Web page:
Though Kyle denies that he's playing God, his actions speak otherwise. Omnipresent? Check - Kyle appears everywhere he senses danger, even when it means that several Kyles battle injustice at once. Omnipotent? Check - The only thing that limits the ring is willpower, and Kyle has no limits right now.
But omniscient, there's the rub. Kyle only thinks he knows everything. Even as he acknowledges that his actions on the war-torn Tendax may be wrong, he still imposes his will. He lies to Jenny for the greater good. And he seems to be ignoring the rules set by the greatest hero of all, Superman: humanity has to fend for itself.
In a way, Winick is recasting Emerald Twilight, but this time he has things like pacing and logic at his command. Ion proves more powerful than Parallax, and we all know what happened there.
Will we get a happier ending this time?
Harley Quinn #16
Both Sides Now
writer: Karl Kesel, artists: Dodson, Noto, Rousseau, Dodson, and Davis
At last Kesel has brought back the most unique aspect of this series, and lots of it. From Harley's point of view, the world looks an awful lot like an animated series, and it's been months since she has shared that.
The excuse comes as Jimmy Olsen and "Holly" play "He Said, She Said" with Inspector Turpin. On a visit to S.T.A.R. Labs covering a new jet pack (shades of the Ginger announcement - sigh), the two young would-be lovers (He Said) are interrupted by Harley Quinn and Poison Ivy trying to heist the thing.
From Jimmy's point of view, Holly immediately got put in an off-camera deathtrap. Only the timely intervention of Thorn offered any hope. To Holly/Harley, it only makes sense to use the story to talk up how dangerous Thorn is.
Sometimes the loopiness of their crimes makes it easy to forget how lethal Harley and Ivy are supposed to be. The Joker never gets that break. And once Harley figures out that jet pack, things will only get sillier, especially with next issue's guest star on her trail.
It's not quite the bird you think.
Batman: Legends of the Dark Knight #151
A Terrible Tragedy
writer: J.M. DeMatteis, artists: Trevor Von Eeden and J.L. Garcia-Lopez
In some ways, Mother Grimm is a reflection of Batman himself. Protecting the innocent (in her mind), wearing an outlandish costume and taking a motif way too far. Like Batman, she also somehow managed to build a huge underground high-tech complex without anyone noticing.
And hers has roller coasters, so she's got that going for her.
She also has great psychotropic drugs that reduce Batman to a baby. Though his willpower ultimately triumphs, he remains under the drugs' influence long enough for Grimm to get a glimpse of his psyche. Holy Shades of Hugo Strange!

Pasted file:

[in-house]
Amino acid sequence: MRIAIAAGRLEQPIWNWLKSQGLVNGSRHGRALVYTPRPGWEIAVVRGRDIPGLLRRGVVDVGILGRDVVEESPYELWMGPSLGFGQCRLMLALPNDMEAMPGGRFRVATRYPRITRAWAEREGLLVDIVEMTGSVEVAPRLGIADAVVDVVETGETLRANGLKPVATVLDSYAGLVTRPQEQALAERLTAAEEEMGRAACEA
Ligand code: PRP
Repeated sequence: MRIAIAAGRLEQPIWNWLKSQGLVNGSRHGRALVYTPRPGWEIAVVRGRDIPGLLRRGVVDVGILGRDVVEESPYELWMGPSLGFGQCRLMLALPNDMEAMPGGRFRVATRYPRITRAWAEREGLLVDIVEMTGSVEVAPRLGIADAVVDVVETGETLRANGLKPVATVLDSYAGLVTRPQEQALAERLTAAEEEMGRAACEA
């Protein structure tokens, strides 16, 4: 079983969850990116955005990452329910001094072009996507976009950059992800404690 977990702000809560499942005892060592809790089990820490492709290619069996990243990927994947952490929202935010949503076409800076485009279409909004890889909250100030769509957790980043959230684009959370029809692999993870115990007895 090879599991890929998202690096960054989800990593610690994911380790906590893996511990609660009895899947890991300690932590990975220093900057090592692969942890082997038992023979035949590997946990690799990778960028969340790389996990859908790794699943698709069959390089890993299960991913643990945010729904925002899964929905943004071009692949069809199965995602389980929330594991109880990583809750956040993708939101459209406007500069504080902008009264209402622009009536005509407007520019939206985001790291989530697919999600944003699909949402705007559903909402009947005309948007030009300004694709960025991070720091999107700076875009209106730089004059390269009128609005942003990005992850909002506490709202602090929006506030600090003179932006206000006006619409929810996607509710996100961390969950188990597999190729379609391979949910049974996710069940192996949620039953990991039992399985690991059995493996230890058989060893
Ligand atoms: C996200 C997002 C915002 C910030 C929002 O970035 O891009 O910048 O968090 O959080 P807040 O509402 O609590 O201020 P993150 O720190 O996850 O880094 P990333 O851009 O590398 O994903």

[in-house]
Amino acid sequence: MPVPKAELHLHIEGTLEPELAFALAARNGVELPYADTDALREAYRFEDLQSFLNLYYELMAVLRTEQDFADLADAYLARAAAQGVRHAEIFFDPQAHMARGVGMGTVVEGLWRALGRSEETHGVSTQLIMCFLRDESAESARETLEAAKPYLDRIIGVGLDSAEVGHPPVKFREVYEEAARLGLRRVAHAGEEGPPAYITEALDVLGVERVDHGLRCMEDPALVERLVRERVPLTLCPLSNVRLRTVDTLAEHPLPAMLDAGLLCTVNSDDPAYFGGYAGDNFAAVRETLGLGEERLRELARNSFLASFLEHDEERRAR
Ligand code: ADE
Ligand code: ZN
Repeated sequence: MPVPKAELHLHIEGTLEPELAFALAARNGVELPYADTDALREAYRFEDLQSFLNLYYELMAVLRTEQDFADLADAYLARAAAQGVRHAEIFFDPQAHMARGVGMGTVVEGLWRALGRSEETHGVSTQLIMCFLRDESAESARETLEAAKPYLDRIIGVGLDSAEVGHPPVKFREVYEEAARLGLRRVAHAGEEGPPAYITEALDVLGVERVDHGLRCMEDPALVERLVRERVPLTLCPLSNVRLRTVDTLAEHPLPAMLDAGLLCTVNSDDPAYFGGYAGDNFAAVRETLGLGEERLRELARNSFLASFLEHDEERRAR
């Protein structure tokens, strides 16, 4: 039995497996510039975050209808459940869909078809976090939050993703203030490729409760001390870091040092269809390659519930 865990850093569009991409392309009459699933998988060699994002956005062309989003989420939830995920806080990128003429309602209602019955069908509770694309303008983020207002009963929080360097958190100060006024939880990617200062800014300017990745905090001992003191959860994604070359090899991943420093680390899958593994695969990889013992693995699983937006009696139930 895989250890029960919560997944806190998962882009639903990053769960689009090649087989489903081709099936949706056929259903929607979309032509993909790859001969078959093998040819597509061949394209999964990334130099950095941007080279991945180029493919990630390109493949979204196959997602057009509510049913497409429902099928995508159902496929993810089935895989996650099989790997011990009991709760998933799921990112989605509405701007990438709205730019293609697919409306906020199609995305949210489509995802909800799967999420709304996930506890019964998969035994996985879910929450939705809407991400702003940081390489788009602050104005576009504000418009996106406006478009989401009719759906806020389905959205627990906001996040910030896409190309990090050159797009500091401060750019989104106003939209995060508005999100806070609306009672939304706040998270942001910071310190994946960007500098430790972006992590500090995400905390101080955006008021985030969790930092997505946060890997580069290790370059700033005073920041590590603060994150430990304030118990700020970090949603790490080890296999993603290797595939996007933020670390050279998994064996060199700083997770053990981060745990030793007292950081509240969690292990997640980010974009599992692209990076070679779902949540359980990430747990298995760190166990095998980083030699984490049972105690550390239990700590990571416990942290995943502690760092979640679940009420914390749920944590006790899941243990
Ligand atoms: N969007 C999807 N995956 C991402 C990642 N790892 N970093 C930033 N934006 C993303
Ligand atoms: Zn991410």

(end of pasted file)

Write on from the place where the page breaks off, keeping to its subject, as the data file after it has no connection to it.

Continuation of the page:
DeMatteis has created an intriguing villain (and introduces another one near the end), and set the stage. But come on, let's get on with it. This drags a bit, marking time so that this arc can fill five full issues. Robin hems and haws, a few double-crosses get pulled (and probably will again), and the adult Dick Grayson comments that he still feels bad about it.
So bad that we've never heard him tell this story before. And yet his narration still feels like a broken record.
Making up for such flaws is the still great artwork. Von Eeden has been missed, and Garcia-Lopez smooths out some of the pencilers rougher edges. On top of that, John Cassaday does a great cover. Let's see him tackle the bat on some interiors sometime.
writer: Tony Bedard, artists: Brandon Peterson, Joe Weems and Matt Ryan
reviewed by Charlie Wentling.
This issue seems to be the climax of the rematch between Giselle and
Animora. The outcome is given away on the cover. Or is it? I think Tony
Bedard has something less obvious planned.
Giselle spends the whole issue in combat, first with the captured guild masters, then with Animora herself. The action is straightforward, but Brandon Peterson's artwork makes it exciting. This is his last issue, and he goes out on a high note. Peterson deserves a lot of the credit for making Mystic as good as it is.
Hopefully Bedard will continue to move in new directions. The aftermath of this battle should be even more interesting than the battle itself. Giselle would be a more interesting character if her dark side was more prominent.
views and more books, check out Daryl Tay's site, Unique
were reviewed by Derek McCaw unless otherwise noted.